Gem and I stood in the middle of the arena and watched Jean get ready. She put on my Confidence Vest ,(I am lending it to her for now) took lots of deep breaths and led Stu over to the mounting block. He stood quietly while she fiddled and fussed with the position of the mounting block. I knew she was stalling. She stood on the mounting block for a bit, finally put her leg in the stirrup and swung her leg over. Stu just stood there. Yay!
|Up and over!|
Jean took a moment to breathe and then asked him to walk on. Stu flinched just a smidge when she squeezed her legs, but he walked off nicely. The anxiety that Jean was feeling was obvious, but I give Stu credit for not freaking out because of it. They walked for about 10 minutes and then called it a day. Not bad for the first time going solo!
Jean won't ride alone (that's a good thing!), so she has been coordinating with other boarders or her husband comes with her to watch. Her and I have coordinated to meet a couple of times. Her usual routine is to lunge Stu at a walk, moving up to fast trot and canter until she feels he's tired.
Now, I can understand the philosophy of using lunging as a training aid or to get out some of the P & V in some horses. :-) I don't know much about lunging, but I wonder if Stu needs much lunging. He doesn't not have P & V and he understands his verbal commands beautifully. He's pretty docile, really. Yes he is spooky under saddle, but he's new at it. I suspect that because lunging is an area where Jean is in control, it gives her confidence, so she does it for as long as she can. The Trainer believes in lunging before every single ride to set the tone. LA thinks that lunging should only be used as a training aid for green horses learning ground manners. Lunging seems to be a very personal thing.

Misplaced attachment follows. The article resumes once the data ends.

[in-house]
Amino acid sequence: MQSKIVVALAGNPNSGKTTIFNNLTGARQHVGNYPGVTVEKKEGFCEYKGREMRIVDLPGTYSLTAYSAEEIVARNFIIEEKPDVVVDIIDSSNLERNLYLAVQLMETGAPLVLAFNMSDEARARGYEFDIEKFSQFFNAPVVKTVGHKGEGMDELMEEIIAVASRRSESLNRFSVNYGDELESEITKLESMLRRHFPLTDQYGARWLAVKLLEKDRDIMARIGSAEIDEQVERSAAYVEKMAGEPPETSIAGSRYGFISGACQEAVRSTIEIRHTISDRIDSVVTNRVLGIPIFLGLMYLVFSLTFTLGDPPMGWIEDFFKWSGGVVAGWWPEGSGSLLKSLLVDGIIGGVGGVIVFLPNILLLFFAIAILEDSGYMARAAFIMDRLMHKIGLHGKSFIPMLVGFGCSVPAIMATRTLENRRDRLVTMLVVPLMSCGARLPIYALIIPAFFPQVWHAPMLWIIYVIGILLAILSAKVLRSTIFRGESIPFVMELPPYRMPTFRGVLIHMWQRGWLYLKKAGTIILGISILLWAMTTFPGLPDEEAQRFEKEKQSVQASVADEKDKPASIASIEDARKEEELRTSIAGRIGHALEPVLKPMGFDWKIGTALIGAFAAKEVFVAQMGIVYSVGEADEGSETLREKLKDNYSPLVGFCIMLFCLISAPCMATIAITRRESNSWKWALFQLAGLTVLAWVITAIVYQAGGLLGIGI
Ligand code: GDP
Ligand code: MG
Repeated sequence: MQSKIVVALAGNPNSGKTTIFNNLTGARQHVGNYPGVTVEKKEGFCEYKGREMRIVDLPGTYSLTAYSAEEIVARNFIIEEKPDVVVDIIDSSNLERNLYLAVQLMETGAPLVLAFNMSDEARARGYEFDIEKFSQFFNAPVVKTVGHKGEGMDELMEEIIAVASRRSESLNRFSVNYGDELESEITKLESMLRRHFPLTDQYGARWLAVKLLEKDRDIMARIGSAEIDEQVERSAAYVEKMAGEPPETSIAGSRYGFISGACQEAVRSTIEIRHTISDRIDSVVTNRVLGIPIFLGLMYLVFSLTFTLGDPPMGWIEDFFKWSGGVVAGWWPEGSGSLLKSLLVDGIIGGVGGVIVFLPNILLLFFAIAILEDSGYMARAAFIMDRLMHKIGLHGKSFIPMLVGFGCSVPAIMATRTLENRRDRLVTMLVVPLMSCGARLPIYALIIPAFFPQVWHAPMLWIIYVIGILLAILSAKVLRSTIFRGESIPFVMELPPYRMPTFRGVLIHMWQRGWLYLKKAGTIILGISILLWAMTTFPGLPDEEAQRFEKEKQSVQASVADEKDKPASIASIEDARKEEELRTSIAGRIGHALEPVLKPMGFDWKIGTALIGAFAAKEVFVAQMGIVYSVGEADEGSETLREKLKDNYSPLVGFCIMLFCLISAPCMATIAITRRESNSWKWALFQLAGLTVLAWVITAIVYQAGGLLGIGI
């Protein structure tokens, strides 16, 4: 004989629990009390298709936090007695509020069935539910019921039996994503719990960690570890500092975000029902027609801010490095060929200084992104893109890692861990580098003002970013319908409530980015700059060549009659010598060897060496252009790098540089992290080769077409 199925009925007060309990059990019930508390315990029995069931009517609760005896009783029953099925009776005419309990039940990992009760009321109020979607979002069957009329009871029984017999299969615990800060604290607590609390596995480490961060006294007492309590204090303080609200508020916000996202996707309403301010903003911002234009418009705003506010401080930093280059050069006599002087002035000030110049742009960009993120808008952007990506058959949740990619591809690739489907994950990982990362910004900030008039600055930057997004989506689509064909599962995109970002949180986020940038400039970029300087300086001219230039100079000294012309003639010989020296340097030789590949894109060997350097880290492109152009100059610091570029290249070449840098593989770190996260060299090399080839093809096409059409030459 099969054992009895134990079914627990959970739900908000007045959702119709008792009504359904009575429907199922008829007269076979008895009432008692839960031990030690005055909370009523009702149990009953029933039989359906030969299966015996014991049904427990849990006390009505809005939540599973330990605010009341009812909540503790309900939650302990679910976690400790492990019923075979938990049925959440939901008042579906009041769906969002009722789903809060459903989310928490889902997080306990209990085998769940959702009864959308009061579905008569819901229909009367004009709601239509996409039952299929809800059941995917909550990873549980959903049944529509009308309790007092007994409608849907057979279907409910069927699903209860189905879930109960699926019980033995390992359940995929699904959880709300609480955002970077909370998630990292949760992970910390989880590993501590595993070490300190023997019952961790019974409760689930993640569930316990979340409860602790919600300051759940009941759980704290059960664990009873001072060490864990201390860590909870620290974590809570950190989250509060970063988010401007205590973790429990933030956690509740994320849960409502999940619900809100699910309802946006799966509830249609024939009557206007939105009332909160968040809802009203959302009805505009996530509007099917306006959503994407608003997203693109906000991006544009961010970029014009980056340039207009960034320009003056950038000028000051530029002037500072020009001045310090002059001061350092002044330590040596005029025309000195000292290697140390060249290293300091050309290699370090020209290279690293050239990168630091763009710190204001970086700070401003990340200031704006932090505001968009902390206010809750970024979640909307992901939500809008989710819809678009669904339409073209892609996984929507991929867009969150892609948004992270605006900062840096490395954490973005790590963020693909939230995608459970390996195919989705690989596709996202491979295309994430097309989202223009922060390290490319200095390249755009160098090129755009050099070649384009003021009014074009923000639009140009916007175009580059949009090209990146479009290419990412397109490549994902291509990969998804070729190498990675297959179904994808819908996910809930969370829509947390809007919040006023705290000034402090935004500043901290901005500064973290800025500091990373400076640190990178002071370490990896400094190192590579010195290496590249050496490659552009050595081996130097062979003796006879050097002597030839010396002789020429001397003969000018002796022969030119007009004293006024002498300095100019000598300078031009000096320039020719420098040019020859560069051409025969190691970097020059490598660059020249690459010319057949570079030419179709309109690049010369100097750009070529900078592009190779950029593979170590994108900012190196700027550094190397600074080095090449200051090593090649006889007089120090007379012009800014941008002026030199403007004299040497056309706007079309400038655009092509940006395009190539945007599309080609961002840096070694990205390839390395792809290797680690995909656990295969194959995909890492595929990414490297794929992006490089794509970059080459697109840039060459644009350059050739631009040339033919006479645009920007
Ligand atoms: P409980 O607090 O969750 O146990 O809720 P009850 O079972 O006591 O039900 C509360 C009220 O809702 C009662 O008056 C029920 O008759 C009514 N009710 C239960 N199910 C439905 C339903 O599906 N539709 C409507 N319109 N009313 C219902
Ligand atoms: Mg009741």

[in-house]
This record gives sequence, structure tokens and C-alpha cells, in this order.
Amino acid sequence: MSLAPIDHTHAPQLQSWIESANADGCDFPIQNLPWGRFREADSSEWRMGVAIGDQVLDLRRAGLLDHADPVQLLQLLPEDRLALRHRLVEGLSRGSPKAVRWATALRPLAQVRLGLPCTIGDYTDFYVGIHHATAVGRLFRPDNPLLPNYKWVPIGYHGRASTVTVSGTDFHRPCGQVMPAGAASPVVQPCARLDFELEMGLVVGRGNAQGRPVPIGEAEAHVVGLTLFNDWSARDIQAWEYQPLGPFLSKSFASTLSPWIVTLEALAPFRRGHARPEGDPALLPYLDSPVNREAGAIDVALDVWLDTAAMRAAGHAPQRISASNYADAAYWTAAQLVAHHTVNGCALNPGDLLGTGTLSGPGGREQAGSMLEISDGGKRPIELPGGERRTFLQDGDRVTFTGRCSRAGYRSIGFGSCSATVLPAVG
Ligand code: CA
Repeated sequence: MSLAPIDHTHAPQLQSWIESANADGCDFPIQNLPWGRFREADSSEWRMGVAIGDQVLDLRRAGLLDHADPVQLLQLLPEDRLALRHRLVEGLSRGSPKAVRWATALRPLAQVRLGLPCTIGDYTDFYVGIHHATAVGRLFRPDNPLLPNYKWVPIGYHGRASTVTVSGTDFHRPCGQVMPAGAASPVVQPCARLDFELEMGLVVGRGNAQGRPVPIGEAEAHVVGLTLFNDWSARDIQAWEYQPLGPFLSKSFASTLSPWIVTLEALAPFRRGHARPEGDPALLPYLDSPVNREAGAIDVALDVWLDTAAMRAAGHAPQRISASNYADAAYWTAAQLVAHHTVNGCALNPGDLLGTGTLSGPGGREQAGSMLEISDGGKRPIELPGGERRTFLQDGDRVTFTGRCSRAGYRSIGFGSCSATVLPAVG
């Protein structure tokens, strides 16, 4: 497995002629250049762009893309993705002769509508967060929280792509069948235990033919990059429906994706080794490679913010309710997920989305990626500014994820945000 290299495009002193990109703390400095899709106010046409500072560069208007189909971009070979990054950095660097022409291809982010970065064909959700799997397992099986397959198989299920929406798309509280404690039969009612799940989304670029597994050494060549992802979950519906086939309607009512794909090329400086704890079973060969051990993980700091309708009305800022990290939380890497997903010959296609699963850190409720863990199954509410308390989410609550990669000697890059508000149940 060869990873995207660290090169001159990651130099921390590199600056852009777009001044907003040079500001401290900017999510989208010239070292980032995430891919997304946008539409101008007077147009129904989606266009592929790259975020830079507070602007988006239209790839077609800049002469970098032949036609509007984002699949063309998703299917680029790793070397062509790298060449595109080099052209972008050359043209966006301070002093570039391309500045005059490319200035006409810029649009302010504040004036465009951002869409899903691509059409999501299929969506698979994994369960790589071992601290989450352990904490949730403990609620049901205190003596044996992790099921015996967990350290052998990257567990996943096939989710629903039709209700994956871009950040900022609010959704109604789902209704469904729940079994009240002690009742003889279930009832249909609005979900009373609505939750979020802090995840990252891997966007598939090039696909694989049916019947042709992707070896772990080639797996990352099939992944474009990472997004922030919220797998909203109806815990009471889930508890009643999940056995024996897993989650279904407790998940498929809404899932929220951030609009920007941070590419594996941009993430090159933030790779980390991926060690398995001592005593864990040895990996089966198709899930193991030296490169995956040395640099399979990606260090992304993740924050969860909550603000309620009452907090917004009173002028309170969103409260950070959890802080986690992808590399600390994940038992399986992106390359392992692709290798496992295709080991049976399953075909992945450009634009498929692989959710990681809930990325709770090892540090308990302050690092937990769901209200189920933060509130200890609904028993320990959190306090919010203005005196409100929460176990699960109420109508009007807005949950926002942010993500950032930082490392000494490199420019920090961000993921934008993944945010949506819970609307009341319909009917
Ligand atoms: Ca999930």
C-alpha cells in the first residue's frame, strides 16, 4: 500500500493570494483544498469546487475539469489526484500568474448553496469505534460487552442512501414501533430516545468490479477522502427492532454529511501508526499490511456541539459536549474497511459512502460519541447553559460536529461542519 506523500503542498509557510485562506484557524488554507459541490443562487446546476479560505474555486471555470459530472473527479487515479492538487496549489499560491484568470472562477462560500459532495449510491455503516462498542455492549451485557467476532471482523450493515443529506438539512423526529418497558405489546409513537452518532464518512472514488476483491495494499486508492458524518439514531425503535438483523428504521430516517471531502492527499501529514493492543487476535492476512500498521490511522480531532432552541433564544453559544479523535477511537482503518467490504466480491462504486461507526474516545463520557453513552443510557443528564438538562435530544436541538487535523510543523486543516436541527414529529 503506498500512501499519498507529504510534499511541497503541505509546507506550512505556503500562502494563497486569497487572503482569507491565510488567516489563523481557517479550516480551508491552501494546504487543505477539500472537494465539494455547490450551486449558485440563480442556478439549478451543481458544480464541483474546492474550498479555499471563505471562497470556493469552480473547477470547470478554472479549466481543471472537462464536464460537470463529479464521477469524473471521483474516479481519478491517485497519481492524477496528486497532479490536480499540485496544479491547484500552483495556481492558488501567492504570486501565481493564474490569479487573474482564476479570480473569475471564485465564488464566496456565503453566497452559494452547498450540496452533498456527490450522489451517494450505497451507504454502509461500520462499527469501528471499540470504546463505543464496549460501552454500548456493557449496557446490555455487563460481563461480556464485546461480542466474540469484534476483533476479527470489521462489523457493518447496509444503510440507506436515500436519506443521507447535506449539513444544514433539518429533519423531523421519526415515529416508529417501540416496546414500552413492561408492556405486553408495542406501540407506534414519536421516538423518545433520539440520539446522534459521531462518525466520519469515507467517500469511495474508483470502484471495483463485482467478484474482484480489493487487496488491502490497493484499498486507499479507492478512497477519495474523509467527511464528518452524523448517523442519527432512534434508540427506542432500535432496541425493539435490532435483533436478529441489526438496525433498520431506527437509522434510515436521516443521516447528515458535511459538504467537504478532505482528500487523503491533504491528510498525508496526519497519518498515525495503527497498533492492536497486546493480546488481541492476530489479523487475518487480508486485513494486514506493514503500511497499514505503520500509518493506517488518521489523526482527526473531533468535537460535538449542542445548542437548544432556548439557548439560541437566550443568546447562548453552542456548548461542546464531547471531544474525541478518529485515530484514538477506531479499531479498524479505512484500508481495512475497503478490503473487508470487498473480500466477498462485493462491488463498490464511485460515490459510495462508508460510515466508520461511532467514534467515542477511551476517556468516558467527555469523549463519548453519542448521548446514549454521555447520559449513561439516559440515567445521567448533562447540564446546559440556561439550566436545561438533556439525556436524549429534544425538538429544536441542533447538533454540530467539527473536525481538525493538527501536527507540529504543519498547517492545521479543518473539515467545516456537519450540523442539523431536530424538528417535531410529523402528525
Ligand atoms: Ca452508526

Jean has been on Stu a number of times now and each time I see her, she's a little more confident. When she was on him last Sunday, she asked for a trot. Stu did a little bolt and scurry, but eventually got into a funky trot. Jean didn't keep it up for long. Frankly, I think she sort of scared herself when she realized how BIG the trot was. :-)
Jean is obviously exhilarated and happy about riding her boy. The comments from others at the barn have been positive and she is definitely on a high. It is so exciting seeing someone recognize their dream and I am pleased for her. I have broached the topic of getting back into lessons. She does not see lessons in her future any time soon. She believes that now that Stu has completed 60 days and she can sit on him, lessons are not a requirement because it's just a matter of her working him. I do disagree with her on this, but she has to figure this out for herself; no one will be able to tell her otherwise at this point. Jean hopes to ride Stu four times a week; three evenings and Sunday afternoons. I admire her commitment and watching her relationship grow with Stu will be fun and educational. Maybe next summer we will be hitting the trails together!!